In the end, remember that you could have only one minute to convince an admissions officer to accept you. Try to read your application as they would and make sure your packet pops.

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Two Readers’ Questions: Can My Admission Be Revoked After Being Accepted?

I have two questions that I wanted to answer related to a similar subject: colleges revoking admission after already accepting a student. The short answer is that a university may cancel your acceptance for any reason they see fit. The longer answer, though, will explain why this situation can be rare and what you can do if you're in danger.

Let's start with Kristen S who has this concern about her latest ACT result:

I took the ACT in February of Junior Year (I'm a senior now), and I got a 30. Last fall I was waitlisted by a lot of schools, so I took it again in December. Today I got the results. I went from a 30 down to a 26 somehow. Are colleges I already got into (and the one I plan to attend) going to revoke me? I'm really scared! What's gonna happen to me? Their admissions council is EVIL and I'm scared they will change their minds...

Don't worry, Kristen. The great thing about the ACT (unlike the SAT) is that you get to choose which scores to send. In other words, if you have a bad ACT score, you can choose not to send it to any college and they'll never know about it. As evil as their admissions council may be, what they don't know won't hurt you.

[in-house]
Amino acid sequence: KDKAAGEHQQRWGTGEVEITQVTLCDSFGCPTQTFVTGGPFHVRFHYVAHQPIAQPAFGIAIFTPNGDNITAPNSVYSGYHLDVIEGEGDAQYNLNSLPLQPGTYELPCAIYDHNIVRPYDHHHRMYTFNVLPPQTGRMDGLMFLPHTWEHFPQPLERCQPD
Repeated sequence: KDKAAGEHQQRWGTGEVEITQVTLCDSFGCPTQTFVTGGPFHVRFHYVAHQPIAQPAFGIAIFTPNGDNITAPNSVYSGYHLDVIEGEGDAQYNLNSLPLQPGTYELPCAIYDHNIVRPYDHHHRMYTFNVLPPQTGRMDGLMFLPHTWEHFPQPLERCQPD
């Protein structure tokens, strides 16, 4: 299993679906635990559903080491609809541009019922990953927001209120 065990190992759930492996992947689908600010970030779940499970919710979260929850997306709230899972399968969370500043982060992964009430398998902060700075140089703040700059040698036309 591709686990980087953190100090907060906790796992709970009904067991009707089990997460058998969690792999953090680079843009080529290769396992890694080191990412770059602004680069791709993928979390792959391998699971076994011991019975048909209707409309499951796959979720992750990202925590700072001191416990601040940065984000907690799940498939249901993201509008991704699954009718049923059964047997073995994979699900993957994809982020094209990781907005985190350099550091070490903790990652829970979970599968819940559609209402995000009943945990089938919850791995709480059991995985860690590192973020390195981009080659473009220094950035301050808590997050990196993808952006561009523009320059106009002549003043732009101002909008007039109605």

However, even if the college did receive the lower test score, I am not sure this would influence them at all. A higher test score could be a way to bump yourself out of a waitlist, but I don't believe that a lower one will hurt you. At least, I've never heard of a student who has later had his or her admission revoked on the basis of a poor test score after acceptance.

Revocation after a poor semester of grades, however, is another matter. Refer to this question from Shaun M:

I was accepted to a college already, but I'm failing a lot of classes this senior year. I've asked around about being rejected because of my grades and some say yes you can get rejected and others say not to worry about it. So I want a real answer. And also they said a final transcript is needed and I'm wondering what will happen if i just dont send it. Thanks!

To start, if you don't send in your final transcript, the college will likely put an "academic hold" on your record, which means you will not be able to sign up for classes. The school needs proof that you actually graduated from high school, and will not allow you to be a student without your final transcript. You must send it in.